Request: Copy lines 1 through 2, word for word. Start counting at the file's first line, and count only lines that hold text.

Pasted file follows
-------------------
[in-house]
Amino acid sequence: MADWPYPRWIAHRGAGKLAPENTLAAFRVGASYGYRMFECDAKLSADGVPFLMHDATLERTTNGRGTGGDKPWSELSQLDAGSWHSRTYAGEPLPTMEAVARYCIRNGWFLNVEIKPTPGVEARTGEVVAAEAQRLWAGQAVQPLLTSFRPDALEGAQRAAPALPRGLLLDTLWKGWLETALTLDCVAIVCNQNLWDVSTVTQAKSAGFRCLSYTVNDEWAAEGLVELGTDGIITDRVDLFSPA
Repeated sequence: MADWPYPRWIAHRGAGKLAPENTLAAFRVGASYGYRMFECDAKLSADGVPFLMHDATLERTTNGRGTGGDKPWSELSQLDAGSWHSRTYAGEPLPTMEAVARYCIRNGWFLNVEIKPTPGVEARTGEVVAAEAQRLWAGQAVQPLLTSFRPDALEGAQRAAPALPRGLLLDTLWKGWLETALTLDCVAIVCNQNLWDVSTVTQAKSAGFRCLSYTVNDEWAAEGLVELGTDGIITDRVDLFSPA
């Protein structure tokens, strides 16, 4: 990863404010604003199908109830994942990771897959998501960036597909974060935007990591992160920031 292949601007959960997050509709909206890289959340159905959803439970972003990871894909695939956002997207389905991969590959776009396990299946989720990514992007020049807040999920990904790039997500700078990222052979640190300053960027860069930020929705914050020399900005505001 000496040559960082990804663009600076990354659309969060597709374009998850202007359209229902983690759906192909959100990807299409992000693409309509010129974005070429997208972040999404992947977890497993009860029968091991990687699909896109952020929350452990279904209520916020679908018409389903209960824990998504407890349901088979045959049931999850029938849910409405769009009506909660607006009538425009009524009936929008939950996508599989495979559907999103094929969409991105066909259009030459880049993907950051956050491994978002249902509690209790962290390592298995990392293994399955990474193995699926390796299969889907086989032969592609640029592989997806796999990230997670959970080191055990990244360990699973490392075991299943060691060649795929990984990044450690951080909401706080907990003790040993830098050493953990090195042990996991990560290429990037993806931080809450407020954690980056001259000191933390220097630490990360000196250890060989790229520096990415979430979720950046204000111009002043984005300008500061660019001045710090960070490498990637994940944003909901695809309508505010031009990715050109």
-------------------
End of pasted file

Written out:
[in-house]
Amino acid sequence: MADWPYPRWIAHRGAGKLAPENTLAAFRVGASYGYRMFECDAKLSADGVPFLMHDATLERTTNGRGTGGDKPWSELSQLDAGSWHSRTYAGEPLPTMEAVARYCIRNGWFLNVEIKPTPGVEARTGEVVAAEAQRLWAGQAVQPLLTSFRPDALEGAQRAAPALPRGLLLDTLWKGWLETALTLDCVAIVCNQNLWDVSTVTQAKSAGFRCLSYTVNDEWAAEGLVELGTDGIITDRVDLFSPA